Wrist trauma is one of the most common reasons for children's visits to the emergency department, and over the past four decades, the number of distal forearm fractures, the most common type of injury following wrist trauma, has increased, wrote the group led by Dr. Annelie Slaar of the University of Amsterdam.
Dr. Annelie Slaar from the University of Amsterdam.
The rise in incidence has sparked a surge in cost -- to the tune of more than $2 billion per year in the U.S. -- in part because more x-rays are being performed to diagnose the injury. But no guidelines exist to help emergency physicians determine when x-ray imaging of wrist trauma is appropriate, and in a previous study, Slaar and colleagues found that only 51% of x-rays acquired for this reason actually showed a fracture (Pediatr Radiol, August 23, 2015).
"In our previous work, we found that half of the pediatric patients who received x-ray for blunt trauma of the wrist had normal radiographs," Slaar told AuntMinnie.com via email. "So for this study, we sought to develop and test a clinical decision rule that would help physicians decide whether an x-ray is really needed."
The study included 787 children who received x-rays for wrist trauma between April 2011 and April 2014. The children's median age was 11 years. They were divided into two groups: one served as the cohort for the development of the clinical protocol (408 patients) and the other as the cohort for the protocol's validation (379 patients).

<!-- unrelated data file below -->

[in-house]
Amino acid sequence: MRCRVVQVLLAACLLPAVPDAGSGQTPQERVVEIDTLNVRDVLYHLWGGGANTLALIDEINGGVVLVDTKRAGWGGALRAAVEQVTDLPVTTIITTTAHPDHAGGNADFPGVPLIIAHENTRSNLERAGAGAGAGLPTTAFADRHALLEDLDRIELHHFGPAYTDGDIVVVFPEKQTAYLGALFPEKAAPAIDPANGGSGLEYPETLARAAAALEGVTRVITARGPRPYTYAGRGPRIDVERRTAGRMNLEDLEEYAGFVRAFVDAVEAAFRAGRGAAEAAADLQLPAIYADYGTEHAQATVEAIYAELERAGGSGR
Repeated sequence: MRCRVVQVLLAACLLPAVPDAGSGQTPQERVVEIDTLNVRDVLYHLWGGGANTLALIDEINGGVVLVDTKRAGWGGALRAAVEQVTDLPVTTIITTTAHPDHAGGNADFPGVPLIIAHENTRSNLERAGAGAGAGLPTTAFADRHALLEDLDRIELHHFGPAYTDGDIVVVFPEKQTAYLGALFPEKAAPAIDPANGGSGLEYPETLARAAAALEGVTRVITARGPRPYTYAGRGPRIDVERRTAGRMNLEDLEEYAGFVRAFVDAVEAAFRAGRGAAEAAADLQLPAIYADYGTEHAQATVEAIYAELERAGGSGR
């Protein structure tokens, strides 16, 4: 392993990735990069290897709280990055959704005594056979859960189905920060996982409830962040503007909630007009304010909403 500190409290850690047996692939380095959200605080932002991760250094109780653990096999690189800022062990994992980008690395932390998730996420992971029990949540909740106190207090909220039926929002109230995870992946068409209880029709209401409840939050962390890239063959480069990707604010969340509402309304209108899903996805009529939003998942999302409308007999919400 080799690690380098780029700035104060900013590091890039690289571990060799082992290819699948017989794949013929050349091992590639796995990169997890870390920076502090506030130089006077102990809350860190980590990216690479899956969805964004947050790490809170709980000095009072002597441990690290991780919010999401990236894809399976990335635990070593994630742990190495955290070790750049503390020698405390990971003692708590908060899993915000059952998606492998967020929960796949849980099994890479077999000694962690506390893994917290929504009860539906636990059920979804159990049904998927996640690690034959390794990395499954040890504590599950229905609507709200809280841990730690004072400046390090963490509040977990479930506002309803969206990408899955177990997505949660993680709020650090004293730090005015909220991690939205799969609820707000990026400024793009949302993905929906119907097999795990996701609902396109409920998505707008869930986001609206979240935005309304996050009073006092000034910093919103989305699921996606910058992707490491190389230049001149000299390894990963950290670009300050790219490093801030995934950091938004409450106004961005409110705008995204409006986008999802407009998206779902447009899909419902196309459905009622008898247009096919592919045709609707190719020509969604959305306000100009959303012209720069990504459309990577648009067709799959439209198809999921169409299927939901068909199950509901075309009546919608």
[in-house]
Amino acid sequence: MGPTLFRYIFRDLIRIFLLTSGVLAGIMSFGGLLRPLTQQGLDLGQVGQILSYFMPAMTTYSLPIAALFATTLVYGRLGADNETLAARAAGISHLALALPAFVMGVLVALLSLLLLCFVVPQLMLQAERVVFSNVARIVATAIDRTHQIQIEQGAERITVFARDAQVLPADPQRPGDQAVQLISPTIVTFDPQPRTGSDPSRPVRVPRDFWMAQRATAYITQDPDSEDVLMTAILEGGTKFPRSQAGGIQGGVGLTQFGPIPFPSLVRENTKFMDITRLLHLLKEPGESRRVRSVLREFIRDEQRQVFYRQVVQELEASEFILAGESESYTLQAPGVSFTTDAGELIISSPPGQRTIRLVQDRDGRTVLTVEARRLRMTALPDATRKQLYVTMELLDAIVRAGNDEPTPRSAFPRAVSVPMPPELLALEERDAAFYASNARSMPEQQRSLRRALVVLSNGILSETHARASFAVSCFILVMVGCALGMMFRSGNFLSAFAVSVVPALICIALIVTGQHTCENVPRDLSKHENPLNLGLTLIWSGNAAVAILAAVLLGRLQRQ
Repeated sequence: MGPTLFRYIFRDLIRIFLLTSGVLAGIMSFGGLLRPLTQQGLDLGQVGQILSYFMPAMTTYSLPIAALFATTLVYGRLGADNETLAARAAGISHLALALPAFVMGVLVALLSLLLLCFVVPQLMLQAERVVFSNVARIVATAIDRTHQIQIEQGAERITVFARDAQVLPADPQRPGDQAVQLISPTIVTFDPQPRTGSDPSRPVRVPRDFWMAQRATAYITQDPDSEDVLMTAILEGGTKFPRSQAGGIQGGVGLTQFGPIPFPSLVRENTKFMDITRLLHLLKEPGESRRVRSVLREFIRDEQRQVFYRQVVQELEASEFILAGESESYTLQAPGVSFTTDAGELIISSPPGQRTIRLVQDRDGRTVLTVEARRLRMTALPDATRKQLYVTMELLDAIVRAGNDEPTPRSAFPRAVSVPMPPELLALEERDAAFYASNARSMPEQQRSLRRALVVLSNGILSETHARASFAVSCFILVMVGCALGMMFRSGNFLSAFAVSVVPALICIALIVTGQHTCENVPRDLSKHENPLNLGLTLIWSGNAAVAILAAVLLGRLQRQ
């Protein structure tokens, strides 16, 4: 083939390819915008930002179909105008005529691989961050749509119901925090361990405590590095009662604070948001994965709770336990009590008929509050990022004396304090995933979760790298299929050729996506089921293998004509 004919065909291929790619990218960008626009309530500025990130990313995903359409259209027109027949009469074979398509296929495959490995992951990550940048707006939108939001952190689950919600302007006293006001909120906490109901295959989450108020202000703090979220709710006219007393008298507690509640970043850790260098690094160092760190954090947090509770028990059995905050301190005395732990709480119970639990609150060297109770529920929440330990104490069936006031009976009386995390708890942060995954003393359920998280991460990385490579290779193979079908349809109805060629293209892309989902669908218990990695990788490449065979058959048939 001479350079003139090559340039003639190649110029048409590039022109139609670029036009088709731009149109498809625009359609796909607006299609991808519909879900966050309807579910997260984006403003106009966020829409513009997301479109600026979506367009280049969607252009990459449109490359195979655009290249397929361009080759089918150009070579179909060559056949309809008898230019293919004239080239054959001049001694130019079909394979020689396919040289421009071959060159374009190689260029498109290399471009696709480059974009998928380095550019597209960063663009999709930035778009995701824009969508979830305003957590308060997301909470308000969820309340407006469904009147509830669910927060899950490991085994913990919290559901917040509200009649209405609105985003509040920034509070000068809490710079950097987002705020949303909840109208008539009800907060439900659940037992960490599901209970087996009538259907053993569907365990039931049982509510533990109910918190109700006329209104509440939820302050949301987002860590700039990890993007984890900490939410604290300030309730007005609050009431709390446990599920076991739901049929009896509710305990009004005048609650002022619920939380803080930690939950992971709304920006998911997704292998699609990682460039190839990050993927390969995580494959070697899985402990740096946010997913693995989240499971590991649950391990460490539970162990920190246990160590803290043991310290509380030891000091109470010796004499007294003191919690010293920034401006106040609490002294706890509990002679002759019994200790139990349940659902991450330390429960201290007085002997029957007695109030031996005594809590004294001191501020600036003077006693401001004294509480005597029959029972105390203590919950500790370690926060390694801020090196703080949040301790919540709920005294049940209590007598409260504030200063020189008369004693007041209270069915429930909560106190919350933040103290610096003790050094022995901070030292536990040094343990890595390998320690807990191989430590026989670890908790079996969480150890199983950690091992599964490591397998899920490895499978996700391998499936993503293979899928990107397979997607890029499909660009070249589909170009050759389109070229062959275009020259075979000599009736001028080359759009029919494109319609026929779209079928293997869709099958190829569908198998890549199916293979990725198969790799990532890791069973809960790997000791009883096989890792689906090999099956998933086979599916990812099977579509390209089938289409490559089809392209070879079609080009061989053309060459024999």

Slaar's team included six variables in its decision model, which it called the Amsterdam Pediatric Wrist Rules:
- Swelling of the forearm near the wrist
- Visible deformation
- Tenderness at palpation
- Tenderness at palpation of the anatomical snuffbox (the triangular depression at the wrist when the thumb is fully extended)
- Painful supination
Of the total number of children included in the study, 364 had a distal forearm fracture (46.3%) and 423 did not (53.7%). By group, 194 children in the protocol development cohort (47.5%) and 170 in the validation group (44.9%) had a distal forearm fracture.
Buckle fracture of the distal radius in a 9-year-old girl. Left, posteroanterior view; right, lateral view. Images courtesy of Dr. Annelie Slaar.
The six-variable clinical model had a specificity of 95.9% for detecting distal forearm fractures. In 2009, 8,930 per 100,000 children presented with a wrist injury; using the protocol would have reduced the number of requested x-rays by almost 2,000 per 100,000, or 22%, the authors wrote. The protocol also could have reduced healthcare costs by 96,000 euros ($108,830 U.S.) per 100,000 children annually.
As for the clinical decision model's limitations, it would have missed 4% of the fractures in the validation cohort -- although the treatment and prognosis would not have been influenced by a missed or delayed diagnosis, according to Slaar and colleagues. And the protocol's specificity was fairly low, at 37.3%.
"We could have generated a higher specificity by using another threshold, but this would have led to a decrease in the sensitivity and thus an increase of missed fractures," they wrote. "Since we aimed to reduce the number of requested wrist radiographs, a threshold compromise between missed fractures and reduction of radiographs was chosen."
In any case, the study demonstrates that this type of clinical protocol is useful, the researchers concluded. They plan to conduct another study that will evaluate the effect of the protocol on the number of x-rays, emergency department wait times, and healthcare costs, with the decision tool available as a smartphone application.
"Our results show that unnecessary wrist imaging in children can be prevented -- which will reduce radiation exposure to these patients, healthcare costs, and workflow inefficiencies," Slaar told AuntMinnie.com. "We look forward to conducting our implementation study."
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